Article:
Far Cry 3: New Year catchup review

This latest open world first person shooter in the Far Cry franchise is the most ambitious yet, with the Rook Islands offering a beautiful, but dangerous playground to explore. Far Cry 2 was a decent but flawed shooter, that didn’t quite reach greatness. The breaking guns, malaria symptoms, and respawning guard posts were particular gripes. So have Ubisoft learnt any lessons from the previous game, or is it once again a case of stunning game world, shame about the game?

The story starts off with the hero of the tale, Jason, who had been enjoying extreme sports on the Rook Islands in the Pacific, being held captive by the games villain Vaas. It becomes clear that Jason and his friends have been captured by pirates, who are looking to extort money from the youngsters’ parents, and sell them into slavery. Your mission is to rescue your friends one by one, while also liberating the Rook Islands from Vaas’s tyranny.

That’s not a knife, THIS is a knife!

The story of Far Cry 3 is engaging and intriguing, and you are compelled to keep playing to see what happens next. Jason is a likeable lead character, and Vaas is a fantastic antagonist, whose psychosis is well acted out. The main theme of the game is insanity, and Jason has a few freaky drug induced trips, where you start hallucinating and the world around you is turned on its head. Jason’s journey from extreme sports dude to psychotic warrior fits in well with the insanity theme of the game, and regular quotes from Alice in Wonderland during loading screens hammers home that message. Some of the bizarre missions see you hunting for mushrooms in an underwater cave, whilst under the influence of hallucinogenic drugs. Another mission has you burning fields of marijuana with a flamethrower, and there are many more memorable excursions that aren’t just about clearing the surrounding area of bad guys. As you complete missions and tasks you are rewarded with Skill Points, which are used to buy special abilities like improved shooting accuracy, increased health or the ability to take down multiple enemies at once with flashy finishing moves. If you wish to take a break from the story, there are many side quests to keep you occupied. They range from hunting animals to clearing out enemy outposts, that are then used as fast travel points on the map. The game also uses a similar system to the Assassin’s Creed series, where areas of the map are uncovered when you climb radio towers to unscramble the signal. These are like a first person platformer puzzle, as you try to find the safe route to the top.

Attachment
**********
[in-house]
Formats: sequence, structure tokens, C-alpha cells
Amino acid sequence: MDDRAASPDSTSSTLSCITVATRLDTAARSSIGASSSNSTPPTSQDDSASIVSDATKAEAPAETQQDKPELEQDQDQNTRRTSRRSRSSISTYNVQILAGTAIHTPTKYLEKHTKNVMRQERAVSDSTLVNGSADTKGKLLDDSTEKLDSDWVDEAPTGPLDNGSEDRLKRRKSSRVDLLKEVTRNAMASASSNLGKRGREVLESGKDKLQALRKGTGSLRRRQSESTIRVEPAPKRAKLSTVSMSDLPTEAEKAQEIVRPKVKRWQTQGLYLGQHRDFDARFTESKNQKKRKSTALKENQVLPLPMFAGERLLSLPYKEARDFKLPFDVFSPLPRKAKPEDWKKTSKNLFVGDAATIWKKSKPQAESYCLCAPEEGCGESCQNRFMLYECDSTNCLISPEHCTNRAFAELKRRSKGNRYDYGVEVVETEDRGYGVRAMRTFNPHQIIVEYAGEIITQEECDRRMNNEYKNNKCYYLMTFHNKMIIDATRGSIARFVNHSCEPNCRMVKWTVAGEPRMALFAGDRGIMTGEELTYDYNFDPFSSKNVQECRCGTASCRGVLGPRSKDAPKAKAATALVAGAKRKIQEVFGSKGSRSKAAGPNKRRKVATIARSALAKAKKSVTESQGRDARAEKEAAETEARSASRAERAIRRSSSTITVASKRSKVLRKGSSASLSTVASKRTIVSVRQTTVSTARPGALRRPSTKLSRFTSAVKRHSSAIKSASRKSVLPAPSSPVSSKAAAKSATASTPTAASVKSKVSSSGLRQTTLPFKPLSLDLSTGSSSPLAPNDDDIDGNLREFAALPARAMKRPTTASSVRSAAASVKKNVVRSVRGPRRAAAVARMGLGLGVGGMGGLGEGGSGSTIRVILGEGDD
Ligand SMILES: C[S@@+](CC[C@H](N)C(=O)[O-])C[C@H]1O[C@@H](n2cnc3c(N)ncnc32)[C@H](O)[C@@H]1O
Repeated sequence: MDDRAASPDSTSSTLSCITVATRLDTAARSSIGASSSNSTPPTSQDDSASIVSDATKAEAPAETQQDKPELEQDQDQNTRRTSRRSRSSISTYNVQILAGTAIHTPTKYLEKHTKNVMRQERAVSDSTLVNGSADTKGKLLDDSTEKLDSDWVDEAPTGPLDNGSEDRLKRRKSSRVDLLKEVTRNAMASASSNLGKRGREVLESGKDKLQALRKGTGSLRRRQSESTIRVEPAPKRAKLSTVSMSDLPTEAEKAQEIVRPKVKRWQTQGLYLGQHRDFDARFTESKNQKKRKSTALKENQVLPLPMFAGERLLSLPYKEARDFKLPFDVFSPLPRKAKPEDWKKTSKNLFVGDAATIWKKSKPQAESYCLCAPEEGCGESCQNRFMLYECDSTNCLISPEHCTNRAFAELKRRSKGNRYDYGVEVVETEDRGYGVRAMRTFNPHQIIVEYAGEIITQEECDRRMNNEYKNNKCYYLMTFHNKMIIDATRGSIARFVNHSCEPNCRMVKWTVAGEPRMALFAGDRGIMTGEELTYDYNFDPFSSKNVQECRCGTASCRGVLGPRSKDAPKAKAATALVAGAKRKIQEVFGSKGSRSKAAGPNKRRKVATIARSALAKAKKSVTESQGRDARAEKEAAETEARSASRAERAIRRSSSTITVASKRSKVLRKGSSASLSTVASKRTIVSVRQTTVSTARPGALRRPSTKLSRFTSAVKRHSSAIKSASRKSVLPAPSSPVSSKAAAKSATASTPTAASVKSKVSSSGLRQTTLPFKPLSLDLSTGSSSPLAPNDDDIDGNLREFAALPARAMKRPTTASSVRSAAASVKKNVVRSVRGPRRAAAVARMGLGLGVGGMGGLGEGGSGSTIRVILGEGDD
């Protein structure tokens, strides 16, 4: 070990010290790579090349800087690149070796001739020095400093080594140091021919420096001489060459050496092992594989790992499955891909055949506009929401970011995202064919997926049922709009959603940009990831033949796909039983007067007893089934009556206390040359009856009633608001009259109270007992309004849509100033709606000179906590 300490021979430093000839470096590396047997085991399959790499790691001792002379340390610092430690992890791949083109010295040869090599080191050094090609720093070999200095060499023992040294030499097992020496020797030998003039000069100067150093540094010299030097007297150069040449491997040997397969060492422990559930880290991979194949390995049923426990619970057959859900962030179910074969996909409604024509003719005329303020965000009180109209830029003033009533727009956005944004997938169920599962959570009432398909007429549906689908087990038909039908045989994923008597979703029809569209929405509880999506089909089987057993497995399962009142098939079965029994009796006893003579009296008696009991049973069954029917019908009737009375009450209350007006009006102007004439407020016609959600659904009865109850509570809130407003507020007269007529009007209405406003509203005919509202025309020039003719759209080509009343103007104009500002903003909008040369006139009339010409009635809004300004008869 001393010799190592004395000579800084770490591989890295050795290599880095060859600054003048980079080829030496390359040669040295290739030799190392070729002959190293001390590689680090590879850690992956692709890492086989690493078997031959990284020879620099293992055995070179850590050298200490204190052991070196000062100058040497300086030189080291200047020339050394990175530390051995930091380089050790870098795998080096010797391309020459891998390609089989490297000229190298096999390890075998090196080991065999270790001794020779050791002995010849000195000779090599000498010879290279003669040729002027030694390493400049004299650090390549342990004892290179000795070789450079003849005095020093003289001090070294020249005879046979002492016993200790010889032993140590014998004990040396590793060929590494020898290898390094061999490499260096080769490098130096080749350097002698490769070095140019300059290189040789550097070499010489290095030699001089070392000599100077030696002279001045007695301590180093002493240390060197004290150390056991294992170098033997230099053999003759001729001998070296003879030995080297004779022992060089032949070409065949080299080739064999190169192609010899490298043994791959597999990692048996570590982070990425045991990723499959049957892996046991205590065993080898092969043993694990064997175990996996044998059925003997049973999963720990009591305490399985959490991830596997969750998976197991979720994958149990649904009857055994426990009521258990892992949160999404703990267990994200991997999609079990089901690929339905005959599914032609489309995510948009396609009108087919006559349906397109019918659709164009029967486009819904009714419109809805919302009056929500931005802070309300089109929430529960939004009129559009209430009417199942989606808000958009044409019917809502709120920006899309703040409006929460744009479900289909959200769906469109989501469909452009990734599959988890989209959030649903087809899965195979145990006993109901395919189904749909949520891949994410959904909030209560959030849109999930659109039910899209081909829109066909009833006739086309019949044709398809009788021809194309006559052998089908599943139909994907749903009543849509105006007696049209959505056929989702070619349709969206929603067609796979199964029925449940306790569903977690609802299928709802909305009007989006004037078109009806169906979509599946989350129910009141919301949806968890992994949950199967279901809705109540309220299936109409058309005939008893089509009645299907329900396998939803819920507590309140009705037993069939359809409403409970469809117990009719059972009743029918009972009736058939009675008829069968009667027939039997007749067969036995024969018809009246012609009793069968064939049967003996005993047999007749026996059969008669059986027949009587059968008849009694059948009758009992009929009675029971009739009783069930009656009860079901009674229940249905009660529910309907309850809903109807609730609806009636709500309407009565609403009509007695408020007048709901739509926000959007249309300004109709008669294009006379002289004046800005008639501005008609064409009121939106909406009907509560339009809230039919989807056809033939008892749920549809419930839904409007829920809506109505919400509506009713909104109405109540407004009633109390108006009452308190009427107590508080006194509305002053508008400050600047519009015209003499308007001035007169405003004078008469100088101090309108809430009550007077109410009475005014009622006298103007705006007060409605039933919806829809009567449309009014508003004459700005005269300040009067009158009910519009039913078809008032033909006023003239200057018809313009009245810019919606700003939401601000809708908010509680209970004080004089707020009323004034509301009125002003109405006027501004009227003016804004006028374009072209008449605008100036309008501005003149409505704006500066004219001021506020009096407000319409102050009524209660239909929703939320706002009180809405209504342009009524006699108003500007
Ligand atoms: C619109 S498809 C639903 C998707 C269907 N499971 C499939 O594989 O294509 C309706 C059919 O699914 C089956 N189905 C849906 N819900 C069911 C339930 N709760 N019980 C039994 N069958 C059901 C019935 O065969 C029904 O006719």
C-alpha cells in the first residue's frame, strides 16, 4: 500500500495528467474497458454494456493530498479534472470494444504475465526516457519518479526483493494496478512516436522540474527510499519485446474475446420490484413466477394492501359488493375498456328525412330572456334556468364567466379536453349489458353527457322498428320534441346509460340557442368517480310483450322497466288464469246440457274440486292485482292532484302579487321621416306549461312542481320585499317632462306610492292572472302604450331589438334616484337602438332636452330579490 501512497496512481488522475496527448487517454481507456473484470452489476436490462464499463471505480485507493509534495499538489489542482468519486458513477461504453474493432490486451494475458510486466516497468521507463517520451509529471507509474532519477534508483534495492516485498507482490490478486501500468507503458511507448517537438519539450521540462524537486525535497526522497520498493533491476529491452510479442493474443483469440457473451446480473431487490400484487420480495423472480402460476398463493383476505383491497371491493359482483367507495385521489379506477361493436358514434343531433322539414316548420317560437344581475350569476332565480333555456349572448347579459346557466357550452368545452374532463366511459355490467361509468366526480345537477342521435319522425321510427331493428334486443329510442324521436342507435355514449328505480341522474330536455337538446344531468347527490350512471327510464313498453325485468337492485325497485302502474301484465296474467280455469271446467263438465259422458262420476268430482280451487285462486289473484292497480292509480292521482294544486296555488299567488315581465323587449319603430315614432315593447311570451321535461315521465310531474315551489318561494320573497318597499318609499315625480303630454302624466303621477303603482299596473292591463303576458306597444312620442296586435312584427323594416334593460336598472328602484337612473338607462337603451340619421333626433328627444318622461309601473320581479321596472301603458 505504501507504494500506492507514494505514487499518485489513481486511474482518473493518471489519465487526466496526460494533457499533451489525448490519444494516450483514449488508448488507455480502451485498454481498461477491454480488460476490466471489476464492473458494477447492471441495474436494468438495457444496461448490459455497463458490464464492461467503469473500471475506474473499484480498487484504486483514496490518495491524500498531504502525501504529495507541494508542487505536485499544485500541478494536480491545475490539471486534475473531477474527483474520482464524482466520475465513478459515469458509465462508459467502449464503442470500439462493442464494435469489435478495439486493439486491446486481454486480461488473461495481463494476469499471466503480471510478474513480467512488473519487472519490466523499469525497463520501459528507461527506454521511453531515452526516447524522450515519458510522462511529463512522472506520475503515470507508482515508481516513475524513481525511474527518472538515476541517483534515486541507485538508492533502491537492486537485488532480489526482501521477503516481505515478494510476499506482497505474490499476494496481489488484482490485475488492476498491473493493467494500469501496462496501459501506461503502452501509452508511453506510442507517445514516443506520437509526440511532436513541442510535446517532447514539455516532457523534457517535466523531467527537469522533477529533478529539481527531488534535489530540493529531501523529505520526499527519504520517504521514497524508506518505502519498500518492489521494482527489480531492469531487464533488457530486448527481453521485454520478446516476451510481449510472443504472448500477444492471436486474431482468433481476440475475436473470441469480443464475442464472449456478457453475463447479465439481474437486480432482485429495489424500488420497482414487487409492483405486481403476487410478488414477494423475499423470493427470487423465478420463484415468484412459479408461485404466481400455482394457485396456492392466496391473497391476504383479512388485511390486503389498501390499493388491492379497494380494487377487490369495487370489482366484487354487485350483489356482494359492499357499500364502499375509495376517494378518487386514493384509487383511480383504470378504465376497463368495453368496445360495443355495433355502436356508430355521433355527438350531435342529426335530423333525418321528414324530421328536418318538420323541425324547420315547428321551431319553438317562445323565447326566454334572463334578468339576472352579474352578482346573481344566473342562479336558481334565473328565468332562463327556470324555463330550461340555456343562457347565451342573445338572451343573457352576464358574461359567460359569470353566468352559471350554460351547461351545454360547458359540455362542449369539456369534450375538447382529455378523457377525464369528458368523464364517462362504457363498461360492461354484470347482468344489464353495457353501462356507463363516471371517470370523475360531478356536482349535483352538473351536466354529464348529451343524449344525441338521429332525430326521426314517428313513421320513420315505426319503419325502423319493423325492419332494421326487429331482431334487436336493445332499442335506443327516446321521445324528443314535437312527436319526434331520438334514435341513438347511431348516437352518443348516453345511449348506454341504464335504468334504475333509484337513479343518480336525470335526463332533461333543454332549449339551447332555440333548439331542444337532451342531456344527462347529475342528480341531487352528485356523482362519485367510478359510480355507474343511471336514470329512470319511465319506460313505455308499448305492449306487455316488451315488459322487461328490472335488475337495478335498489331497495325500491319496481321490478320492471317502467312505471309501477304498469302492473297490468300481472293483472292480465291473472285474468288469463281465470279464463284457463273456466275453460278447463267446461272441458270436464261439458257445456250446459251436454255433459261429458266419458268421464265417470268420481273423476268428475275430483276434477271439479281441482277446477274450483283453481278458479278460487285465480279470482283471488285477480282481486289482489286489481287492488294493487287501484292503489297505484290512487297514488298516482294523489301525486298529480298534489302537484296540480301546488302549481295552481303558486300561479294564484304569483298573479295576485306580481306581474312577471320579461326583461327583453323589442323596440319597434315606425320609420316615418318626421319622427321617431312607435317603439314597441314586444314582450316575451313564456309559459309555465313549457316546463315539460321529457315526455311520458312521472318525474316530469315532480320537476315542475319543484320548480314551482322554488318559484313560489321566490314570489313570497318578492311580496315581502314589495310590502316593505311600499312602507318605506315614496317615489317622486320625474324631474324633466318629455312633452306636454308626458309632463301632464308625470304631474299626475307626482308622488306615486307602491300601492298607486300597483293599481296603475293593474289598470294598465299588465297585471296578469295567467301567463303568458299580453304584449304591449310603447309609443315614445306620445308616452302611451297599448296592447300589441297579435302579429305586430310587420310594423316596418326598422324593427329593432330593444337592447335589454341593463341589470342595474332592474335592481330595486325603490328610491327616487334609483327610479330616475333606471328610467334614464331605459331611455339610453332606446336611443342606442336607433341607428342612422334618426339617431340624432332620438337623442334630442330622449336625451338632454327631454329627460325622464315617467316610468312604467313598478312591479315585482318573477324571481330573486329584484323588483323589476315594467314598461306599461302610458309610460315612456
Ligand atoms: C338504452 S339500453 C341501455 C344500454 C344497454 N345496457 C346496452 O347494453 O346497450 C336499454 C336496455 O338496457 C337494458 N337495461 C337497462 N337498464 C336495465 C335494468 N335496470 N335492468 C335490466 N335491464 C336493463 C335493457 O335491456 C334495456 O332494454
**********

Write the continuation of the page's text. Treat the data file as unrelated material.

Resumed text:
The game world is huge, and gorgeous to look at.